The Great Day: When Was It?

Airy put Adams's visit to the RGO at the ‘end of October’ (Account p.395). Adams diary is missing over this period, but he first recalled that it was ‘about’ the 20th of October (letter to Airy on 15th October). Then, in an undated memoir, he recalled that
"The paper containing the statement of my results was left at the Royal Observatory in October 1845, when I was returning to Cambridge from my vacation. I am not certain on the day, but I think it was about the 10th of October ... Mr Airy says it was left at the Obsy. on one of the last days of Octr. but I think that must be a mistake."
(John's College Archives, 20.23.2). So neither of them could recall the date. This didn't prevent Grosser from assigning the date of 21st October to the visit, placing it on the front cover of his book (1962), with no reference. Adams wrote the letter to his parents on the 23rd so it must have been before then.

Accounts of Adams' visit to Greenwich always involve the Airy family having a late lunch and a recalcitrant butler omitting to deliver Adams' vital message. Humorous comments are made, about blaming the butler. Such accounts always omit the one written testimony on the matter, that by Mrs Richarda Airy to Sedgwick (Dec. 5th, 1846). It is here quoted - for the first time! Her recollection is not well compatible with the time-honoured story. Airy was accused of "snubbing" Adams by not receiving him, from which he suffered much, and Mrs Airy responded to this allegation:

"I quite well recollect Adams's calling, after George's return from abroad, and seeing his card brought into the room: but George had gone out perhaps to London, or more likely for the daily walk which is absolutely necessary for his health, and so Mr Adams did not see him. But George wrote to him directly ... And as for "snubbing," I cannot think what this means, unless they say that George's being out of the house when Adams called was "snubbing" him."

She returned to this theme a few days later (December 9th) in another letter to Sedgwick, as regards whether Adams might have called once more, while the Airys were having dinner. She was evidently under pressure from the telling of such a story - which continues to this day, see e.g. Tom Standage's recent 'The Neptune File,' p.79. "I have no recollection of Mr Adams's second call, while we were at dinner, ever being mentioned. And I think it most likely that it was not mentioned," she wrote.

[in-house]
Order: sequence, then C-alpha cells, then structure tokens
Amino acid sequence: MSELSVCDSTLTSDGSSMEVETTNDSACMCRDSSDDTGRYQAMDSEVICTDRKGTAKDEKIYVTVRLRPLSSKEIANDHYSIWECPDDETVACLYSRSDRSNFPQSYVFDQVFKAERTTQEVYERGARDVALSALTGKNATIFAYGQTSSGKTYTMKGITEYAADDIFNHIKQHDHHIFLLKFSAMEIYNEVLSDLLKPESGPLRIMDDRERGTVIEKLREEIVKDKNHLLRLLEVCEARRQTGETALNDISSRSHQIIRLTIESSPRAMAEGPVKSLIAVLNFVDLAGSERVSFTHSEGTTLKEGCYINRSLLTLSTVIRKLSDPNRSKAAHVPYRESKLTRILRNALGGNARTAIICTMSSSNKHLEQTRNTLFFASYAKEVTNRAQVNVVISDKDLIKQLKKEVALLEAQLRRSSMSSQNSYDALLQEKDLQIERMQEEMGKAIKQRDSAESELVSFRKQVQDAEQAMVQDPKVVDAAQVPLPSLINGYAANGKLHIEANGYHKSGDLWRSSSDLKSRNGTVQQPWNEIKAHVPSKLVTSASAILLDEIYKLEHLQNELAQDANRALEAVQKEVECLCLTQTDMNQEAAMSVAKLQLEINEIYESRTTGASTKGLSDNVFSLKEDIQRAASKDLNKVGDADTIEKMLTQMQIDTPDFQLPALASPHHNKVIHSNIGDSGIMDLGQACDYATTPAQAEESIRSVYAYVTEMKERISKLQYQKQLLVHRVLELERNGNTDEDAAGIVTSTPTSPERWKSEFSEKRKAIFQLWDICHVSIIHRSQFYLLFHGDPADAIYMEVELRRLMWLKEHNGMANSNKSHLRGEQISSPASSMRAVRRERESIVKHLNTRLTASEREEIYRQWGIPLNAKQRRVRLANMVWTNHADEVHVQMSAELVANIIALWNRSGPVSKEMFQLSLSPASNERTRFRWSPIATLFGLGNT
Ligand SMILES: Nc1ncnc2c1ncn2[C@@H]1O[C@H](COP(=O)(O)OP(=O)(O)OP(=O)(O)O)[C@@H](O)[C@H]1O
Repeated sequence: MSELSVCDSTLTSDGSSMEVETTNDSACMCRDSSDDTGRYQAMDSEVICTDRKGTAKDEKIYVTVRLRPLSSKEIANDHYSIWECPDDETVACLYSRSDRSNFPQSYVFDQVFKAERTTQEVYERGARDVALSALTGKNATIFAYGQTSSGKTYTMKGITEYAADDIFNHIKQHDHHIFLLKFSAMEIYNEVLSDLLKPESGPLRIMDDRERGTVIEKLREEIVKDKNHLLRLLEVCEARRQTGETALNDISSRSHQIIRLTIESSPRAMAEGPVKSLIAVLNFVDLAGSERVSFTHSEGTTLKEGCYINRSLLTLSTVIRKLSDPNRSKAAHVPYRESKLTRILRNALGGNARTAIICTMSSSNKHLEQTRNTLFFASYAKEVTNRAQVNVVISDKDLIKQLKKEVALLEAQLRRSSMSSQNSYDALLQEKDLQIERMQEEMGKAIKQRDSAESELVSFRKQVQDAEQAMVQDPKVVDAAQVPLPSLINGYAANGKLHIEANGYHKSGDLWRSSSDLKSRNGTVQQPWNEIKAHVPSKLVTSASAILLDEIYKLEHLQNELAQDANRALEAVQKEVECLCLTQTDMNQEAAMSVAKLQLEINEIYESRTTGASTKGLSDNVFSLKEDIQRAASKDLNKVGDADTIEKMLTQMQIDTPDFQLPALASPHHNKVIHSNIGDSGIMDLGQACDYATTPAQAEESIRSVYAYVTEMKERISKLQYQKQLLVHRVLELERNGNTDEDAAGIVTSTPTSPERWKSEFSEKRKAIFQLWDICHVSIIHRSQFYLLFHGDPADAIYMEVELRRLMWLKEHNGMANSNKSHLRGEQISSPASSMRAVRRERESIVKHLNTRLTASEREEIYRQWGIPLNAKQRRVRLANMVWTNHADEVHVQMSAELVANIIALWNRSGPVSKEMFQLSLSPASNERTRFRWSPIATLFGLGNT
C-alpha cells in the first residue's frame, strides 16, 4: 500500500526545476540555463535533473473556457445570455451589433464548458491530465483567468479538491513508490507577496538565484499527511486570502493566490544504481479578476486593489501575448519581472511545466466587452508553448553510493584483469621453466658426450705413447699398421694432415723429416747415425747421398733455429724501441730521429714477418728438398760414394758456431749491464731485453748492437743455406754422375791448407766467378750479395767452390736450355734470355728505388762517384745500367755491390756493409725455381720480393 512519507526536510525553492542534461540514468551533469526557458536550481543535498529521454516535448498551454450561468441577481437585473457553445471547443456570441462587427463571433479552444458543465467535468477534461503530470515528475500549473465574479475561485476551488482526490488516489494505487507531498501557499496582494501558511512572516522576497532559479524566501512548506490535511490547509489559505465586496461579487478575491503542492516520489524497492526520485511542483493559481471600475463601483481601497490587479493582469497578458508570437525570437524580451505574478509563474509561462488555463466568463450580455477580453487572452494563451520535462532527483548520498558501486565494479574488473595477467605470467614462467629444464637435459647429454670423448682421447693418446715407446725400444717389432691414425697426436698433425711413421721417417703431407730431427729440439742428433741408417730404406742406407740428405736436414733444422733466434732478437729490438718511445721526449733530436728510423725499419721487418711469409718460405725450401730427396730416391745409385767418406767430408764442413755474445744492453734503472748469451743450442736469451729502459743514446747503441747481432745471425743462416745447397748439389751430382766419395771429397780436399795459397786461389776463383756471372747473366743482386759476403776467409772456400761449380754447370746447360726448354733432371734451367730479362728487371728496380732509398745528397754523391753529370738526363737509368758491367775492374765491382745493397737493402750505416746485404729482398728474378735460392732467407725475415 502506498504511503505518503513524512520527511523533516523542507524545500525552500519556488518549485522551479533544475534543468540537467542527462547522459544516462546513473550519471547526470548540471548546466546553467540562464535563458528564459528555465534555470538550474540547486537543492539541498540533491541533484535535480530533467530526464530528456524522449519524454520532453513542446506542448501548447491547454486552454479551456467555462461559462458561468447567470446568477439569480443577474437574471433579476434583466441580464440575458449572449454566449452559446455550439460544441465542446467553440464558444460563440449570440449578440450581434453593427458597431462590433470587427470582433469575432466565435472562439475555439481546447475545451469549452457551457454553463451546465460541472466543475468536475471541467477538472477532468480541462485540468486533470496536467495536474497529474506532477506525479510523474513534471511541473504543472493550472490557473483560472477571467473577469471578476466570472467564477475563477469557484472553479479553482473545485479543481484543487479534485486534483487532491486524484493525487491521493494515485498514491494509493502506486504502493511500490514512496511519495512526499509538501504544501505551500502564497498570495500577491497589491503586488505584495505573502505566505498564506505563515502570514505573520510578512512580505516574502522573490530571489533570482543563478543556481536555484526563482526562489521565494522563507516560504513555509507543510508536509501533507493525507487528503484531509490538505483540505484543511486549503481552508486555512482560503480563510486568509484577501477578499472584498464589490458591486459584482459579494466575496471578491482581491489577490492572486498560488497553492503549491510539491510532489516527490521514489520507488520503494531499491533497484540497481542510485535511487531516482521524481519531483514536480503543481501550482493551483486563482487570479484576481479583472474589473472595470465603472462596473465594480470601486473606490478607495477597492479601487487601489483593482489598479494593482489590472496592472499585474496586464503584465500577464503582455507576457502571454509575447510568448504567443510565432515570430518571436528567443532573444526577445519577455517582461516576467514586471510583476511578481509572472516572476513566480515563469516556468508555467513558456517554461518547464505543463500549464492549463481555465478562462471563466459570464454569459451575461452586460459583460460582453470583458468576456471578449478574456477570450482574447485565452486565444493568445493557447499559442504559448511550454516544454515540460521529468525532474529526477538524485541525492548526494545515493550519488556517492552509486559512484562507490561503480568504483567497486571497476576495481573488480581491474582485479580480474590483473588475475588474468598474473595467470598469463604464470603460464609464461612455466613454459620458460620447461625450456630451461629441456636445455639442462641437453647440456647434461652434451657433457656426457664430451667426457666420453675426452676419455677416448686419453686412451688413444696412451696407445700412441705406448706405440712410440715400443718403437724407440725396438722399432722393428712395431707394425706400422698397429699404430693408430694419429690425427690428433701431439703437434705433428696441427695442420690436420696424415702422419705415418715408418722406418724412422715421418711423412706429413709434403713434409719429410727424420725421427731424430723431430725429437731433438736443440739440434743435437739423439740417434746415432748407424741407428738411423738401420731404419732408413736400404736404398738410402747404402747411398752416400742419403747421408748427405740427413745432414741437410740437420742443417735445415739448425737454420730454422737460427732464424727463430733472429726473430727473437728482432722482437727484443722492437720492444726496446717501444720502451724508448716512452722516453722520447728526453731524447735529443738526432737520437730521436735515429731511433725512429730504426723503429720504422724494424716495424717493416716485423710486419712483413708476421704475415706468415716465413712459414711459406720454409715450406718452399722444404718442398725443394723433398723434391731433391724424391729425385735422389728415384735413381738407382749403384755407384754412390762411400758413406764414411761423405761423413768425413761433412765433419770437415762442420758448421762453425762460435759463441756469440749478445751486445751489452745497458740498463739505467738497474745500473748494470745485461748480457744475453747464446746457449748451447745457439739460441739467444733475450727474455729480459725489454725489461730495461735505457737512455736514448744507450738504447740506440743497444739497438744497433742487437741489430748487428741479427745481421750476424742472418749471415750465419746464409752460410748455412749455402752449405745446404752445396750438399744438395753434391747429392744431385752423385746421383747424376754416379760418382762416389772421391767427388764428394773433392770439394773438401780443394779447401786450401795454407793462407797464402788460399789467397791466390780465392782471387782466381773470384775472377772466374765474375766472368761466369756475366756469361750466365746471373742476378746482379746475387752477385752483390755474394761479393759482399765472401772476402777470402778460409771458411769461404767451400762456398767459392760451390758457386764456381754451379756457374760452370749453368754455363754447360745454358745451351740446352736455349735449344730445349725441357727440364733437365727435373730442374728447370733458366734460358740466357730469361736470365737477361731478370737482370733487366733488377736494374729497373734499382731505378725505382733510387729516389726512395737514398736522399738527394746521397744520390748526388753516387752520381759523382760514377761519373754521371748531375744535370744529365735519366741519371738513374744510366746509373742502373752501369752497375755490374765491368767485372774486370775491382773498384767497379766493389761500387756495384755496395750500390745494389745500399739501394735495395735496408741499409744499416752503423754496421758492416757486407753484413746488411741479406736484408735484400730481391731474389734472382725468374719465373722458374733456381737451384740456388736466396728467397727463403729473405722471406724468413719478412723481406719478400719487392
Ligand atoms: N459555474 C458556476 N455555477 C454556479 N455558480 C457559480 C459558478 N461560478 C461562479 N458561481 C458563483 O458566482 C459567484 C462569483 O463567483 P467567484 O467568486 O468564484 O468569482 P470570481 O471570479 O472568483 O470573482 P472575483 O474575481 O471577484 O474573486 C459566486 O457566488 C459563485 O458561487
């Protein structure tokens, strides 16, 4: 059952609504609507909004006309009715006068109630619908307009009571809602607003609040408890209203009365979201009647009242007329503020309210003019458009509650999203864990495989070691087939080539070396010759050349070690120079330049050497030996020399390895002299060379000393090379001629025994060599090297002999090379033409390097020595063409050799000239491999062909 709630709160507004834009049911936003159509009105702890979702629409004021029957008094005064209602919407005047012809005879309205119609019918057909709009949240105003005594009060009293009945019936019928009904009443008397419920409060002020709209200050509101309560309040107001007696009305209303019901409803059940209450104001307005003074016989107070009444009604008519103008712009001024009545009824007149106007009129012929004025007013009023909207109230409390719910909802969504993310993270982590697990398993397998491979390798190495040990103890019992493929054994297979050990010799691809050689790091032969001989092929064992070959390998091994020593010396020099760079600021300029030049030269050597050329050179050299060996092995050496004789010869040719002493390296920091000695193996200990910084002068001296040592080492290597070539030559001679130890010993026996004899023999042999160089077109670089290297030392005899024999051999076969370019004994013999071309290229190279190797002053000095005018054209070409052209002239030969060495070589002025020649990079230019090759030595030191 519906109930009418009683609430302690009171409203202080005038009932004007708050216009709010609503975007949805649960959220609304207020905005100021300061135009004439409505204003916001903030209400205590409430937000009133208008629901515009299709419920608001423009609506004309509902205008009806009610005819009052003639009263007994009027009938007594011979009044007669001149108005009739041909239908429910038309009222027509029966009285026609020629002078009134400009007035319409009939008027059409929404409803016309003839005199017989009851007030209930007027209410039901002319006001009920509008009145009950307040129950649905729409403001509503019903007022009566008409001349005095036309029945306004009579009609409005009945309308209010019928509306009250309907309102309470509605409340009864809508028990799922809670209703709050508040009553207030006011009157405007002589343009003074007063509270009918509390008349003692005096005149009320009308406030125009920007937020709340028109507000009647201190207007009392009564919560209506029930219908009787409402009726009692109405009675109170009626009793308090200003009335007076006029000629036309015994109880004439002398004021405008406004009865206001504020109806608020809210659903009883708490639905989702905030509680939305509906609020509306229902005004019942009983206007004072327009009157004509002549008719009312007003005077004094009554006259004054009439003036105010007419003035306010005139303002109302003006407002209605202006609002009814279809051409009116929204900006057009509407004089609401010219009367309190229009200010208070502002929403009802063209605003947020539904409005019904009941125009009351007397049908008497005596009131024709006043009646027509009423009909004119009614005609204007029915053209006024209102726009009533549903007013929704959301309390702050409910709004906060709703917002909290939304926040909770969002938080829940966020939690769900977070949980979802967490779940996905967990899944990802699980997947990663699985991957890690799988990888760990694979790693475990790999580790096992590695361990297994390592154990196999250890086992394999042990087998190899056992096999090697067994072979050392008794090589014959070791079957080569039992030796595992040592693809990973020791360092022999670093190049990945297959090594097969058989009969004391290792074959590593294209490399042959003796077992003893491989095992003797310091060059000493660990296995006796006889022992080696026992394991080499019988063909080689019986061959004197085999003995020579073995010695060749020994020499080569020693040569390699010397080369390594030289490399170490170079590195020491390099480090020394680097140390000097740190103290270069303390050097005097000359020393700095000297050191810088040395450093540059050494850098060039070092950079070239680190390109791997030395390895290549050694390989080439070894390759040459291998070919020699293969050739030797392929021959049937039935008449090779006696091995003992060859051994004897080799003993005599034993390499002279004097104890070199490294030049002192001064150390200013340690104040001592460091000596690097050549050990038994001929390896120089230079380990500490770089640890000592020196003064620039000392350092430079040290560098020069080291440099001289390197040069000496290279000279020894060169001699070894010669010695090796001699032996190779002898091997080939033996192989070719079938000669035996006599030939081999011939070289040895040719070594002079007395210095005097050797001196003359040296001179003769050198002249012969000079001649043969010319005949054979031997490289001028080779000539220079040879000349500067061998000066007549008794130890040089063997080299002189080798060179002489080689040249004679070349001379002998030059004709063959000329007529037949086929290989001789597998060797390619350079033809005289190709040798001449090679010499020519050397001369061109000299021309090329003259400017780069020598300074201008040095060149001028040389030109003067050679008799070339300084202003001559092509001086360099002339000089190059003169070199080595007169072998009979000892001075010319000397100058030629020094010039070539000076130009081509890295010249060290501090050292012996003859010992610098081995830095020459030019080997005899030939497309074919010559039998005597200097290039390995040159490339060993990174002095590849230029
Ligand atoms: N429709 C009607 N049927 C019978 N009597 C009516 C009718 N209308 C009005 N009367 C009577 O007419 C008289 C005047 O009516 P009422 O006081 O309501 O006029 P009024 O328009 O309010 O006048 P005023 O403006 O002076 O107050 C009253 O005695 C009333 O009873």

Airy remembers

Soon after Airy had received his copy of the Comptes Rendus with Leverrier's June 1st 1prediction - which apparently took three weeks to reach him - he wrote on June 25th to William Whewell about how the two predictions converged (See "Correspondence" for excerpt) The first page of this important letter is reproduced below. (It was discovered by Neptune scholar Robert Smith, as reported in his 1989 Isis article.) The letter doesn't indicate that Airy still has a document which Adams gave him, but merely that he recalls having seen it. As regards when he received Adams' note, all it tells us is that it was 'prior to' that of LeVerrier's June paper that he had received a few days earlier - which, as Denis Rawlins observed, doesn't sound much like an allusion to the previous year..

Extract of letter from Airy to Whewell, June 1846, Trinity college archives.

Whewell letter (0-15-48-4), by permission of the Master & Fellows of Trinity College, Cambridge